Addis Fortune (Addis Ababa)

12 January 2014

Ethiopia: Ministry of Mines Installs New Head

Two weeks after Sinknesh Ejigu, the former minister of Mines, headed toBrazil, the Ministry of Mines (MoM) has welcomed Tolessa Shagi, the former state minister for Mines, as its new minister.

This comes after Parliament approved Tolessa's appointment on Thursday, January 9, 2014. This followed the request of Prime Minister Hailemariam Desalegn in a letter dated January 2, 2014, attached to a brief bio of Tolessa.

Tollesa got a Bachelor's degree in geology from the Addis Abeba University (AAU)in 1982 and a masters in applied geology from the Indian Institute of Technology (IIT). He has also attended short-term trainings in geosciences, management and mining resource development, both inside and outside ofEthiopia.

His longest service was at the Geological Survey of Ethiopia (GSE) - an autonomous institution under the Ministry, involved in generating, analysing, processing and handling geosciences data. In that Institution, Tolessa first served as a geologist, between 1983 and 1989, becoming team leader up until 1996. He would then become a geotechnical expert at the then Ministry of Agriculture & Rural Development. For four years, between 2006 and 2010, Tolessa held the post of director general of the GSE.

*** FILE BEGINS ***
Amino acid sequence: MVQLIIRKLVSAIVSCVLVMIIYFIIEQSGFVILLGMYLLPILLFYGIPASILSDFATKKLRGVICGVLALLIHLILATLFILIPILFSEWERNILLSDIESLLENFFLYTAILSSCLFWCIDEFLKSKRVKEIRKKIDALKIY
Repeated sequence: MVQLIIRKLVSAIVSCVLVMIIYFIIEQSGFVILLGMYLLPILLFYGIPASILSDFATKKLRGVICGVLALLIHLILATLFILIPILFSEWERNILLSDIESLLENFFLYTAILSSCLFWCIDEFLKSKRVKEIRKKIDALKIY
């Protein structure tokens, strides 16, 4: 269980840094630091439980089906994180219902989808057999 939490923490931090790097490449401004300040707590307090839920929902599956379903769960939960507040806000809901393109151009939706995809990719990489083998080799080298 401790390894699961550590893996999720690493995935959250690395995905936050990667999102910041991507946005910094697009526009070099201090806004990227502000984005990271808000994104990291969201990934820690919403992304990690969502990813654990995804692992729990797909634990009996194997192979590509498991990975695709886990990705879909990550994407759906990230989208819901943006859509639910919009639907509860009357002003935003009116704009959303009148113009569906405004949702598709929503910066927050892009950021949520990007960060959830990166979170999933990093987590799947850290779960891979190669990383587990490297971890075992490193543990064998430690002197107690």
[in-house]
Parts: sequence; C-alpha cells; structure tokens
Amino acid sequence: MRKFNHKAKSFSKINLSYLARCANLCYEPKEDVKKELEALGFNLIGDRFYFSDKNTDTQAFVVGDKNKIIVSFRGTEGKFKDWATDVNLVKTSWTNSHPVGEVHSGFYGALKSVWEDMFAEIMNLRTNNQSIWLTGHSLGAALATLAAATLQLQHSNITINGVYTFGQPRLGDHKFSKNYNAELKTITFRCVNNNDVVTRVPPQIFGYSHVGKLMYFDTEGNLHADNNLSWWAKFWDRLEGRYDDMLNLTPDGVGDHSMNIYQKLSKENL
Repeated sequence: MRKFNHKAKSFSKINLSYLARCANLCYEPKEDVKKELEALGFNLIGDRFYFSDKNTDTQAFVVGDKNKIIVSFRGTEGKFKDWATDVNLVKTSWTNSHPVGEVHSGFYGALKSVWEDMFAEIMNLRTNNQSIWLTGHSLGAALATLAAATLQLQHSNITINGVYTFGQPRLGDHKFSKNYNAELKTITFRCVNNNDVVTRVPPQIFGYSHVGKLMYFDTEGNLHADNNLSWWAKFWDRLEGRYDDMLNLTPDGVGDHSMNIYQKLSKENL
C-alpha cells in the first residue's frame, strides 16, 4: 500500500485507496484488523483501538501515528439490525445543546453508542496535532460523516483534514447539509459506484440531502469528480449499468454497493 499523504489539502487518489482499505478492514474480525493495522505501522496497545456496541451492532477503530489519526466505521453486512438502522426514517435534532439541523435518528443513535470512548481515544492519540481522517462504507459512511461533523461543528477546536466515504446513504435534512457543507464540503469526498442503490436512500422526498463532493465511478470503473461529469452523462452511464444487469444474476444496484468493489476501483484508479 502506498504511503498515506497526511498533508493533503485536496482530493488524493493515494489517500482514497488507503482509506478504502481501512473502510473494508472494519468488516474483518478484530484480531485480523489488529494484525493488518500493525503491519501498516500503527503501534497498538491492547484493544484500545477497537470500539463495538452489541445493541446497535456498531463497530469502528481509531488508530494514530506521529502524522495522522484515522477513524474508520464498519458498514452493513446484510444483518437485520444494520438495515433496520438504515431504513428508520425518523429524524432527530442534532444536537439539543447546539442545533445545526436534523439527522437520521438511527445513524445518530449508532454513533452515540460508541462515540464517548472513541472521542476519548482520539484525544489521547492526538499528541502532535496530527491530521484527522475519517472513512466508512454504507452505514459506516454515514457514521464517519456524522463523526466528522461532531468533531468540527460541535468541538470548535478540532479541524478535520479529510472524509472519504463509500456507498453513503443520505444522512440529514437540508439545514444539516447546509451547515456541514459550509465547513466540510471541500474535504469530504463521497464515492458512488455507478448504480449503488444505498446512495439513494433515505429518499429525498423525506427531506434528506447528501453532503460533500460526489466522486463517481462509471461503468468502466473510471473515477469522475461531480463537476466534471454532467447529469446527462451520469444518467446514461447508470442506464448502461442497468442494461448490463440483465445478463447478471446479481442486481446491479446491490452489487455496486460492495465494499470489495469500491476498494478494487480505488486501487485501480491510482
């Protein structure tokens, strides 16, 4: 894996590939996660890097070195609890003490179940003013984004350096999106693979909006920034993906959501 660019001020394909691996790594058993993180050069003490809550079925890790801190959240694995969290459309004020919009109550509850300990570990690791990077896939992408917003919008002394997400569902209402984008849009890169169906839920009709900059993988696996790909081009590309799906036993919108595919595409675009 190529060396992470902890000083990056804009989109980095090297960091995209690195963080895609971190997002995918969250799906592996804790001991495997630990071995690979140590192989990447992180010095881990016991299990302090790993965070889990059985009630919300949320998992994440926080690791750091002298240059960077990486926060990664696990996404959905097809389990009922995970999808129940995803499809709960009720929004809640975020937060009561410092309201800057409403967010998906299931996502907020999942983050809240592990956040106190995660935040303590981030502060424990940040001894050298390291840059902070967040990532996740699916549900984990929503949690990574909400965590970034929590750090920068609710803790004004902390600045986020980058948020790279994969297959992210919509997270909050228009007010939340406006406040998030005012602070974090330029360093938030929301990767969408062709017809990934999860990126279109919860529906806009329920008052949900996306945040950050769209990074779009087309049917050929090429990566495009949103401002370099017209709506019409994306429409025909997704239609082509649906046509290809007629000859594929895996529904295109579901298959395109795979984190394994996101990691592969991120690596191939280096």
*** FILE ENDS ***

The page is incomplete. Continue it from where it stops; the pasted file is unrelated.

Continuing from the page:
In October 2011, he became state minister for Mines.

Roman Gebreselassie, the chief government whip at the 547-seat parliament read out the short biography attached to the letter from the prime minister. She requested the 302 parliamentarians, who had gathered for their 13th regular session, to approve the appointment.

An MP from the Amhara National Democratic Movement (ANDM) asked why a position vacated by a woman would be replaced by a man, bringing down the number of women with a ministerial portfolio from four to three.

When Parliament approved 10 appointments to ministerial portfolios on July 4, 2013, the number of women in the 21-person Council of Ministers (CoM) became three, including Zenebu Tadesse, minister of Women, Children & Youth Affairs; Demitu Hanbissa, minister of Science & Technology and Sinqnesh herself. Roman, too, has a ministerial portfolio.

"All I can tell you is that the Administration has not been able to find a suitable woman with the capacity and other requirements," Roman said, raising a chuckle in the parliament.

Sinqenesh, who headed toBrazil- a country of nearly 200 million people, with a 2.2 trillion dollar gross domestic product (GDP) - left behind a ministry she had been serving since 2001. She was first a state minister for Mines under Mohammed Dirir, nowEthiopia's ambassador to Egypt.Her last year in the position was marked by an export shortfall of 255 million dollars, largely due to poor gold exports. The target set for 2013/14 is a billion dollars, up from 848.3 million dollars the previous year.

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